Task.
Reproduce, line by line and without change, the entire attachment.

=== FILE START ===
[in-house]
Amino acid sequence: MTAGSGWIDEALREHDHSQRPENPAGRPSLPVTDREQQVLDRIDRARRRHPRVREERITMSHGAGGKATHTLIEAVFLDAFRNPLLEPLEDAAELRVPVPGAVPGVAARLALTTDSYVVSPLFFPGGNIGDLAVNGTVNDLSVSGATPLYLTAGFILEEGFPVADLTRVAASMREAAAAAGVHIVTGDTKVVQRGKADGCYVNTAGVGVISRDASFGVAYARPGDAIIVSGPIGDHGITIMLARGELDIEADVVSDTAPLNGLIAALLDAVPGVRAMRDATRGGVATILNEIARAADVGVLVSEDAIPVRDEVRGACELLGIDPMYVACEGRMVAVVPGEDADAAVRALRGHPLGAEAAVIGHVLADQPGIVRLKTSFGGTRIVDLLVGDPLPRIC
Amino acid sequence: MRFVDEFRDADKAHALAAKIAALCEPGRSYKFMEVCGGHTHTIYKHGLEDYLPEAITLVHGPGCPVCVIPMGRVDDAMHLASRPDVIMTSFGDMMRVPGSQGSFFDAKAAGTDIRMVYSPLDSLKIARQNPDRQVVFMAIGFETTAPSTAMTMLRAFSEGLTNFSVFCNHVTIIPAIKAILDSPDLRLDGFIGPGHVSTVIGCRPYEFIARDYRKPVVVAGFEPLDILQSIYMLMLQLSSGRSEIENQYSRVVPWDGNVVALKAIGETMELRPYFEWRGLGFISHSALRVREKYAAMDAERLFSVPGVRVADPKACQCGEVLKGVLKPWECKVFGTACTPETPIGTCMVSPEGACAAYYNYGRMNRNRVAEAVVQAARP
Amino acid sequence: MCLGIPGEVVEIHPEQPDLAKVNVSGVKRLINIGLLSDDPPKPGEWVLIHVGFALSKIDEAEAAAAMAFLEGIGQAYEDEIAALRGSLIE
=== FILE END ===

[in-house]
Amino acid sequence: MTAGSGWIDEALREHDHSQRPENPAGRPSLPVTDREQQVLDRIDRARRRHPRVREERITMSHGAGGKATHTLIEAVFLDAFRNPLLEPLEDAAELRVPVPGAVPGVAARLALTTDSYVVSPLFFPGGNIGDLAVNGTVNDLSVSGATPLYLTAGFILEEGFPVADLTRVAASMREAAAAAGVHIVTGDTKVVQRGKADGCYVNTAGVGVISRDASFGVAYARPGDAIIVSGPIGDHGITIMLARGELDIEADVVSDTAPLNGLIAALLDAVPGVRAMRDATRGGVATILNEIARAADVGVLVSEDAIPVRDEVRGACELLGIDPMYVACEGRMVAVVPGEDADAAVRALRGHPLGAEAAVIGHVLADQPGIVRLKTSFGGTRIVDLLVGDPLPRIC
Amino acid sequence: MRFVDEFRDADKAHALAAKIAALCEPGRSYKFMEVCGGHTHTIYKHGLEDYLPEAITLVHGPGCPVCVIPMGRVDDAMHLASRPDVIMTSFGDMMRVPGSQGSFFDAKAAGTDIRMVYSPLDSLKIARQNPDRQVVFMAIGFETTAPSTAMTMLRAFSEGLTNFSVFCNHVTIIPAIKAILDSPDLRLDGFIGPGHVSTVIGCRPYEFIARDYRKPVVVAGFEPLDILQSIYMLMLQLSSGRSEIENQYSRVVPWDGNVVALKAIGETMELRPYFEWRGLGFISHSALRVREKYAAMDAERLFSVPGVRVADPKACQCGEVLKGVLKPWECKVFGTACTPETPIGTCMVSPEGACAAYYNYGRMNRNRVAEAVVQAARP
Amino acid sequence: MCLGIPGEVVEIHPEQPDLAKVNVSGVKRLINIGLLSDDPPKPGEWVLIHVGFALSKIDEAEAAAAMAFLEGIGQAYEDEIAALRGSLIE